McDougal Littell Answers
Interpersonal need- a person’s level of interest in a group.
Product involvement and utility- the degree to which a person will use the product to satisfy a need
Responsibility-procurement, maintenance, payment, so on
Power- the degree to which one family members exerts their influence over others
Autonomic decision- one member chooses a product
Syncretic decision- a decision that involves boths partners
Gender convergence- men and women having similar roles in the households rather than stereotypical roles.
family financial officer FFO-the individual who tracks the family’s bills and decides how to spend the rest
kin-network system- performing rituals to maintain tires among family members
four factors appear to determine the degree of which one of the spouses decide what to buy:
sex-role stereotypes- couples who believe in traditional sex role stereotypes
spousal resources- the spouse who contributes more resources to the family has greater influence
experience- couples who have gained experience as a decision-making unit make individual decisions more frequently
socioeconomic status- middle-class families make more joint decision than do either higher or lower class families
synoptic idea- calls for husband and wife to take common view and act as joint decision makers
children make up 3 distinct markets:
Primary market- their own wants and needs.
Influence Market- result of parental tielding, child influenced shoppers
Parental yielding- occurs when a parental decision maker surrenders to a child’s request. Nag factor
Future market- growing up into adults with locked on brand loyalty.
Consumer socialization- the process by which young people aquire skills, and attitudes relevant to their position in the marketplace.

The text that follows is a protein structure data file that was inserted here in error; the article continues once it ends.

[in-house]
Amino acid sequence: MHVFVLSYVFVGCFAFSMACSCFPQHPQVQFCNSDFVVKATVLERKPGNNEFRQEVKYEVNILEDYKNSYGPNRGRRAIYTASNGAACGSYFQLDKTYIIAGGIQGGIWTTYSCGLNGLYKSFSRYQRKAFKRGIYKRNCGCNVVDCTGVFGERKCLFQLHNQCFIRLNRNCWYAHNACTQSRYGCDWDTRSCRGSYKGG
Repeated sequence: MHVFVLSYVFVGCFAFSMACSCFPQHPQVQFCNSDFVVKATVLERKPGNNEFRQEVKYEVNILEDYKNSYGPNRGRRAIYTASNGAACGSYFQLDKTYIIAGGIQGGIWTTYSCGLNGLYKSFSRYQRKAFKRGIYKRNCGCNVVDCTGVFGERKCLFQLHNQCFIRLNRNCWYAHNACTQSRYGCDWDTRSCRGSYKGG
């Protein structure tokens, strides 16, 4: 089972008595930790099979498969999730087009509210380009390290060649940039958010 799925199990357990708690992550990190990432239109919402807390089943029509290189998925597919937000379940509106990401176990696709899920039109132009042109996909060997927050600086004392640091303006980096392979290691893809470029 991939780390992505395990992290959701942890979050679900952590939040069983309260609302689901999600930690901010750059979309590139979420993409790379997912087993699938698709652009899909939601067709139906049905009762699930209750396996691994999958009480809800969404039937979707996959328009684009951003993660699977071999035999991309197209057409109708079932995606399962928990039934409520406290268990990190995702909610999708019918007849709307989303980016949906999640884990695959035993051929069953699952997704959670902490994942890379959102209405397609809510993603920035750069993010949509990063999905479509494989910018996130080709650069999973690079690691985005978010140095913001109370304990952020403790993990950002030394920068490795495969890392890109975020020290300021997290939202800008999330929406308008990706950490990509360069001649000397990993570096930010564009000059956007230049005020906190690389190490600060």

Stages of cognitive development- ability to comprehend concepts of increasing complexity
Limited- children who are younger than 6, don’t employ storage and retrieval skills
Cued- 6-12, employ these stratagies when prompted
Strategic- 12+ who spontaneously employ storage and retrieval strategies.
Status symbols- products that are used as markers of social class
Discretionary income- the money available to a household over and above what it requires to have a confortable standard of living.
Brand aspirationals- people with low incomes who are obsessed with brand names
Price-sensitive affluents- wealthier shoppers who love deals McDougal Littell
Value-price shoppers- those who like low prices and cannot afford much more
Behavioral economics- economic psychology, studies the human side of ecomonic decisions
Consumer confidence-reflects the extent to which peole are optimistic or pessimistic about the future health of the economy.
Social class- overall rank in society
Homogamy- assortative mating. Birds of a feather flock together
Social stratification- the creation of artificial divisions
Status hierchy – a structure of people in a social group.
social mobility- passage of individuals from one social class to another
horizontal – from position to position but same social class
occupational prestige- how your occupation displays status
income- great factor in social class
status crystallization- stress occurs because the rewards from each part of a persons life are unpredictable
problems w measuring social class-
ignore status inconsistency, ignore intergenerational mobility, ignore subjective social class, ignore consumers aspirations to change class standing, they ignore the social class of working wives
Restricted codes- working/lower class. Focus on the content of objects.
Elaborated code- more complex and depend on sophisticated world view.
Habitus- taste is a statu-marking force
Cultural capital- set of distinctive and socially rare tastes and practices-upper class.
Conspicuous consumption- to refer to peoples desires to provide prominate visible evidence of their ability to afford luxury goods.
Parody display- reverse gears in status symbols, and mock them.
Subculture- group memberships within a society
Mircoculture- ‘tuners’ freely choose to identify with a lifestyle
Ethnic subculture- a self-perpetuating group of consumers who share common cultural or generic ties, where both members and outsiders recognize it as a distinct category.
High context culture-group members closely knit, symbolys and gestures carry the weight.
Low context culture- words carry the weight, very literal.
Deethnicization– when a product we associate with a specific group detaches itself from its roots and becomes mass marketed
Acculturation-process of movement and adaptation to one country’s cultural environment by a person from another country.
Acculturation agents- people and institutions that teach the ways of a culture.
Progressive learning model- assums that people gradually learn about a new culture as they increasingly come in contact with it